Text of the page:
Drilling for Trouble

A closer look at why exploring for oil in the remote, icy waters of the Arctic Ocean is not worth the risk.

The Arctic Ocean is a unique place. It provides habitat for bowhead and beluga whales, walruses, ice-dependent seals and millions of birds. Every summer, these animals converge on the Arctic to take advantage of the region’s abundance. Indigenous communities along the Arctic coast continue to rely upon this rich marine ecosystem for food security and subsistence.

Companies have long thought they could find oil under the Arctic Ocean off Alaska. Most recently, Shell spent more than a decade and $7 billion trying to find oil—but still came up empty. Now, the Trump administration is proposing new sales in the region. That’s why Ocean Conservancy prepared a new, map-based interactive graphic that underscores some of the many problems that Shell encountered during its unsuccessful campaign to drill in the U.S. Arctic Ocean between 2007 and 2015. In addition to exploring the interactive map, you can review a timeline of Shell’s Arctic drilling efforts and learn more about Arctic wildlife and communities.

Back in January, we blogged about the Trump administration’s risky draft proposed five-year program to open virtually the entire U.S. coastline to offshore oil and gas leasing and drilling. Now, with the approach of autumn, we expect the administration to unveil the next draft of its proposed offshore leasing program in the coming months.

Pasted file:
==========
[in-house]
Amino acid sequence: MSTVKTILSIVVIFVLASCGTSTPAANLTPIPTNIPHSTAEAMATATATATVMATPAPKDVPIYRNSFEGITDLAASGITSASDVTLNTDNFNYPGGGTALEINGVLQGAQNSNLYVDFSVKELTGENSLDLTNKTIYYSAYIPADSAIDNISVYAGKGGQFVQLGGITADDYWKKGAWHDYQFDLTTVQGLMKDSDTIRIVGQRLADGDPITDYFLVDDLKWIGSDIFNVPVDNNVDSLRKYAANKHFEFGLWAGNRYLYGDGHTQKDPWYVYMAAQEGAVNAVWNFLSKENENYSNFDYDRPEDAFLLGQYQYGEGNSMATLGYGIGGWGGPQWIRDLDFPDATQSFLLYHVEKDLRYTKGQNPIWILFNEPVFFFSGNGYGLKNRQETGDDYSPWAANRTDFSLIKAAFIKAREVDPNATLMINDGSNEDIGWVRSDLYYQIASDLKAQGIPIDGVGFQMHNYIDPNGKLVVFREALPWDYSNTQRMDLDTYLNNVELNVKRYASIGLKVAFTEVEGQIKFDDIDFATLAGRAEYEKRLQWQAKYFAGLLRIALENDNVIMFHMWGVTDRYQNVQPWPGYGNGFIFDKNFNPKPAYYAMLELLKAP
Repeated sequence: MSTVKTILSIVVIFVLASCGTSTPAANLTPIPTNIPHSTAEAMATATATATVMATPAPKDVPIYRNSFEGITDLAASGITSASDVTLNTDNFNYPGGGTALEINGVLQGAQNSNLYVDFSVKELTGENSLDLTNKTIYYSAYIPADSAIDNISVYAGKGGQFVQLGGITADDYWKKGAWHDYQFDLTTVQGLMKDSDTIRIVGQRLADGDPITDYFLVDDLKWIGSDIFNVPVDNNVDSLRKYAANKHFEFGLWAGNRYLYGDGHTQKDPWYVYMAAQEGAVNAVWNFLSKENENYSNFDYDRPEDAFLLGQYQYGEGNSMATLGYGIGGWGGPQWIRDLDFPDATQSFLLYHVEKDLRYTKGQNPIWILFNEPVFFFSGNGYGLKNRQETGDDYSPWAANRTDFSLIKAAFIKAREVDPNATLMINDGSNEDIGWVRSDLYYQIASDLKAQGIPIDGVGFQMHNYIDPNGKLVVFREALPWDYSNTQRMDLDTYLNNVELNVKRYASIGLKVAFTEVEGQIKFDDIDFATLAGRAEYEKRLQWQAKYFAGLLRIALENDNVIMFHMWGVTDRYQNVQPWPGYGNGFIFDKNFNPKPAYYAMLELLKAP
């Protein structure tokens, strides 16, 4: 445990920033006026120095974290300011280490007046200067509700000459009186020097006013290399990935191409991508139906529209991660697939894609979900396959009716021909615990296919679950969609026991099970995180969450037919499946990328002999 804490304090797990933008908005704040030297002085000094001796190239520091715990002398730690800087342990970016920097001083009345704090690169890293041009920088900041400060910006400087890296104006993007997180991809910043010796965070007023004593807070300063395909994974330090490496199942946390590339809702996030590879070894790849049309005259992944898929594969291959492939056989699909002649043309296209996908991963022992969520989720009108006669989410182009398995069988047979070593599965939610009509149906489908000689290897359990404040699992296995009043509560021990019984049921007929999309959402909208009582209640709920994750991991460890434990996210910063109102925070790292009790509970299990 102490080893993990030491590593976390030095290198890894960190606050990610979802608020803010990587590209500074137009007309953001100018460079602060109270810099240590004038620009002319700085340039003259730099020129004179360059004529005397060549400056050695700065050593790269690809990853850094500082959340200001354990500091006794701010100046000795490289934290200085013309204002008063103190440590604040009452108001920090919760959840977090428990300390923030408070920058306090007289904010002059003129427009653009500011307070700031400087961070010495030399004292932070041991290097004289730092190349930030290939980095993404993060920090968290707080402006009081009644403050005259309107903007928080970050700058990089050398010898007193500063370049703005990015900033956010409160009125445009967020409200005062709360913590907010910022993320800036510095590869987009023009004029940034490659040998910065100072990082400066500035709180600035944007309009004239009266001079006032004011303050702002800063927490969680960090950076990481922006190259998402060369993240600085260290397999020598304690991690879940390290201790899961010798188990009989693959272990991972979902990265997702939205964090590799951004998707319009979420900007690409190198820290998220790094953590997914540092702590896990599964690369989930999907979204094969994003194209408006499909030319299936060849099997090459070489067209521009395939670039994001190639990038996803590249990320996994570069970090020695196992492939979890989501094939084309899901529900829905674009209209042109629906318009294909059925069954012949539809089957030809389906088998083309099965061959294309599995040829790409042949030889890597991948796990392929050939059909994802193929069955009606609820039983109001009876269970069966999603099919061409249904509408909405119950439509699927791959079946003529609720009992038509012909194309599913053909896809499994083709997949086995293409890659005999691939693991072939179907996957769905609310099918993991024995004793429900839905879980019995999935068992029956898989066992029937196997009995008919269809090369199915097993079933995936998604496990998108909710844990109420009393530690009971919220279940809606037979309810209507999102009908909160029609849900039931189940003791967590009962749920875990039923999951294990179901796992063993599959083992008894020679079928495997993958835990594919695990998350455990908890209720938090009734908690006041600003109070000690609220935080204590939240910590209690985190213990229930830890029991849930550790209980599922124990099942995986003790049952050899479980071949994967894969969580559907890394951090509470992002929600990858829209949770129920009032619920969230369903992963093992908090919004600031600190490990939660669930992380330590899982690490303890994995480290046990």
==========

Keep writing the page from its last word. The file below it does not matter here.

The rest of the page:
When the new draft is unveiled, it will almost certainly target the Arctic Ocean’s Beaufort and Chukchi seas off Alaska’s coast for new oil and gas lease sales. In fact, the Department of the Interior has already started planning a new lease sale in the Beaufort Sea. These sales pose special risks. The Arctic Ocean is covered in sea ice for much of the year. Even during the ice-free season, weather conditions can be unforgiving, and are changing in ways we don’t understand. Many parts of the Arctic Ocean have not been charted to modern navigational standards. And if something goes wrong, help is far away.

We do not want history to repeat itself—we need to learn from these past drilling catastrophes in order to keep the U.S. Arctic safe.  As shown in our interactive graphic, the problems with drilling in harsh Arctic conditions aren’t just hypothetical. Shell ran into a multitude of problems during its efforts to drill for oil in the Arctic Ocean in 2012 and 2015 including:

  • One of Shell’s support vessels struck a shoal in poorly charted waters during the 2015 drilling season;
  • In 2012, rapidly encroaching sea ice forced Shell to disconnect one of its drill rigs just one day after it started drilling;
  • At the end of the 2012 drilling season, sea ice and Arctic weather delayed the departure of Shell’s Kulluk drill rig; and
  • At the end of 2012, the Kulluk snapped its tow-line during a storm in the North Pacific and ran aground.
King Eider

And if Shell wasn’t prepared to conduct safe drilling operations in the Arctic Ocean, it definitely wasn’t ready to cope with an oil spill if something went wrong. The truth is, a major oil spill in the Arctic Ocean would be all but impossible to clean. The Arctic Ocean is remote, and there’s virtually no infrastructure to support cleanup and recovery operations. Moreover, these operations could be hindered or halted by extreme environmental conditions including sea ice, fierce storms, thick fog and bitter cold.

Check out the map, timeline and other features on our new interactive graphic to learn more about the risks of offshore drilling in the Arctic Ocean. And take action! Tell the Trump administration not to open new areas of America’s ocean to risky offshore drilling, and not to weaken the rules that govern offshore drilling.

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